Another Successful Undergraduate Psychology Conference

The 2016-2017 Honours Thesis Class, with Dr. Clark, Chair and Professor of Psychology (Image credit: K. Pappas)

The Department of Psychology hosted the 36th annual Prairie Undergraduate Research Conference on 21 April 2017. There were a total of 37 spoken and 4 poster presentations. More than the usual number were by UWinnipeg students given the delayed school year at U of Manitoba. The UWinnipeg students will be graduating with a BA Honours in Psychology or a BSc Honours in Biopsychology.

As usual, students did an excellent job summarizing their independent research projects. Students presented on a wide variety of topics. Here are a few representative titles:

Time Perception: Predictable versus Unpredictable Threat

How Bilinguals Process Spoken Words

Motivation and the Effects of Self‑Compassion on Risk‑Taking

Vision and Action During a Reaching and Grasping Task

Visual Attention and Memory in Struggling Readers: Are Anomalies Revealed in EEG N2PC and SPCN?

Startling Difference Between Humans and Rats

To see more about the presentations, including abstracts, follow the 2017 Conference link on the homepage of this website.

Following lunch, Dr. Mike Dixon from the University of Waterloo (the other UW) made an excellent presentation on how slot machines are designed to keep people gambling. In addition to all the bells and whistles, they include misleading information, such as disguising “Losses as Wins.” For example, players will be led to believe they “won” 25 cents, although they actually lost 50 cents because their original bet was 75 cents.

A reception in the University Club followed the talk and gave an opportunity for students and faculty to relax, interact with one another, discuss presentations by students and the guest speaker, and talk about student plans for the future (e.g., graduate school, professional programs, work). A fitting end to an excellent day and another demanding but rewarding academic year. ~Dr. Jim Clark, Chair and Professor, Psychology

STUDY 3: Aimee Schwager–“You Can Do It, Too!”

Aimee Schwager (with her school staple of a cup of Starbucks)

My academic journey started in 2010, as I walked through the front UW doors as a new student. I was feeling excited, grateful, but also overwhelmed, unsure of what I wanted to do, and lonely. In all honesty, my first year of university was difficult. My grades were not the best and I felt lost in my academic journey. During this time, I was also taking care of my mom who was sick with breast cancer and working two jobs.

My love for Psychology began when I took the Psychology courses “Drugs and Behavior” and “Mind, Brain, and Body.” My love further strengthened after taking courses in clinical psychology, developmental psychology, “Abnormal Behavior in Children and Adolescents,” and by working in a day care and other child care settings. It makes me really happy to work with children and help them grow. Another key moment that sparked my passion occurred in 2010 when my mom was having her last chemotherapy treatment. One of the nurses asked if I wanted to tour the children’s cancer care ward. While touring the ward, in that moment–I can’t explain it: I just knew that my passion in life is to help make a positive difference in people’s lives and work with children. Moreover, all my life, I was always and still am the go-to person for people when they needed advice, or someone to listen and be there for them. It brings me great joy to be that person to someone.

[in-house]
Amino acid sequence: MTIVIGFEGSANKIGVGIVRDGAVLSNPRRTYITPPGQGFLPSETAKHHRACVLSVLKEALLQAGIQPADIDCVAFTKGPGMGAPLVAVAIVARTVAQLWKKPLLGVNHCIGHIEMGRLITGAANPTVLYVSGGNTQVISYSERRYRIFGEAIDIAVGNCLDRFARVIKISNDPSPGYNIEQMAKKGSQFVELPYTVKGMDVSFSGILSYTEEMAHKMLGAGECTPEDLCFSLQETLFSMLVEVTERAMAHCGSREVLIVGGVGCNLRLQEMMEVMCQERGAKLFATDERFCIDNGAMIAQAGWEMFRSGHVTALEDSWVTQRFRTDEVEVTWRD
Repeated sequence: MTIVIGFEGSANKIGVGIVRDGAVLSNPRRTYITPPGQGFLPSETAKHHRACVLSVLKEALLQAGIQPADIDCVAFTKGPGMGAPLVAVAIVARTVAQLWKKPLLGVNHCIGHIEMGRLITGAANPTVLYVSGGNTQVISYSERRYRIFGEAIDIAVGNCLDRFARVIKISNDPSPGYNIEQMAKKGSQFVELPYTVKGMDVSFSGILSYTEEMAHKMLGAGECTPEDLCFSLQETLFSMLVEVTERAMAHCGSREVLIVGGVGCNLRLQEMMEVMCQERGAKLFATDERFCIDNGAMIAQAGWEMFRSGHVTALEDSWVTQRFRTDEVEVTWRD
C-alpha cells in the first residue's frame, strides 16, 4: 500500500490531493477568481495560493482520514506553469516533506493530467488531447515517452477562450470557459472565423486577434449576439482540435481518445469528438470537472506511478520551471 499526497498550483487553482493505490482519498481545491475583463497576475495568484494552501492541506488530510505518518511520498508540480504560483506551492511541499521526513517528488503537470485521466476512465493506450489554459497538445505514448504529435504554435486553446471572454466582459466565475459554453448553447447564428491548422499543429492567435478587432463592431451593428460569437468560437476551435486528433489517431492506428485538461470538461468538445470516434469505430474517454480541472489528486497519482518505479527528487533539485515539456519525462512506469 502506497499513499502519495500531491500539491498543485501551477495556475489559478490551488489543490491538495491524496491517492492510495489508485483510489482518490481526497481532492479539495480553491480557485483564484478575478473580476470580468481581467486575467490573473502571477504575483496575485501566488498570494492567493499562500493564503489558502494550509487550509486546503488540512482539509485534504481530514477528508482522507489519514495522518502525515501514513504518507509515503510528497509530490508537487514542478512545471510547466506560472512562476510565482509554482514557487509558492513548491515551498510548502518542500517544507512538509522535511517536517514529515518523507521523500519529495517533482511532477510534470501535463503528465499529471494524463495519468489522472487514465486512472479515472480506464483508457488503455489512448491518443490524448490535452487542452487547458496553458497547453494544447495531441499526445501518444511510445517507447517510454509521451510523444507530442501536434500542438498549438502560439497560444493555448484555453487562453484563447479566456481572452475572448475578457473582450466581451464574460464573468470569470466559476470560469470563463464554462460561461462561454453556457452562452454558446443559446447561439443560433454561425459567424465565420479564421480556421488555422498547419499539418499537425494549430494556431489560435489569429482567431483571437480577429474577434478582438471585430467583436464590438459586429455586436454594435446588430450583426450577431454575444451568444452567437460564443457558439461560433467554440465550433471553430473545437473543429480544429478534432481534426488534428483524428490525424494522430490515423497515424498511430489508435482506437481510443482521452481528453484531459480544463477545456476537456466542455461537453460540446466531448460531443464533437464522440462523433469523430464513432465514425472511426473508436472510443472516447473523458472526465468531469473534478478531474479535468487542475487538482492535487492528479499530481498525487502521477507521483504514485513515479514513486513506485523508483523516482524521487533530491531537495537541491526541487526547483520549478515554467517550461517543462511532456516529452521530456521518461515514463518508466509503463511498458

Later on in my Psychology undergraduate degree there was a bump in the road. I was in a car accident and suffered a concussion. I had to take time off of school for a few months, and this included having to miss PSYC-4100. Now, for those of you who have taken this specific course, you know it can be difficult sometimes. Indeed, it was a struggle and the journey to heal was not easy, but I made it over this bump, continued to push through the adversity by practicing constantly, studying, and being tutored. This hard work resulted in awesome final marks and a learning experience.

All in all, it took years of hard work, sacrifices, tears, overwhelming moments, joy, and laughter to build my GPA back up. I’m proud to say all of the hard work has paid off because I was made Student of Distinction 2016 and will be graduating in June 2017 with my Honours in Psychology degree! But ultimately, I am happy with where I am today!

Because of my Honours Psychology degree, research and teacher’s assistant experiences, good conversations with psychology professors, great friends, family, work and volunteering, I am a better, more knowledgeable, and skilled person today. I’ve definitely grown as a person from first year university, when I felt lost and was struggling with my grades to now: the strong, hard-working, caring, fun (and the Starbucks-addicted) person who I am today.

My last year at University has been very memorable: from spending good times with the Psych fam[ily], becoming a Health and Wellness Peer Educator, being a PSA executive team member, having the opportunity to meet awesome people in various areas in and outside of school, studying (and napping) dates, Starbucks trips (there were MANY of these), working on my thesis, and taking more courses.

My advice for current and future students is to never give up, stay focused on what makes you happy, and enjoy every moment. The journey wasn’t easy for me at times, but it was definitely worth it. You can still have the potential to succeed and do well, despite not getting the best grades or other obstacles that may be thrown your way. It is important to be kind to yourself especially in difficult times. It is also essential to take self-care breaks throughout your day. This combination will set you up for success and help you reach your goals.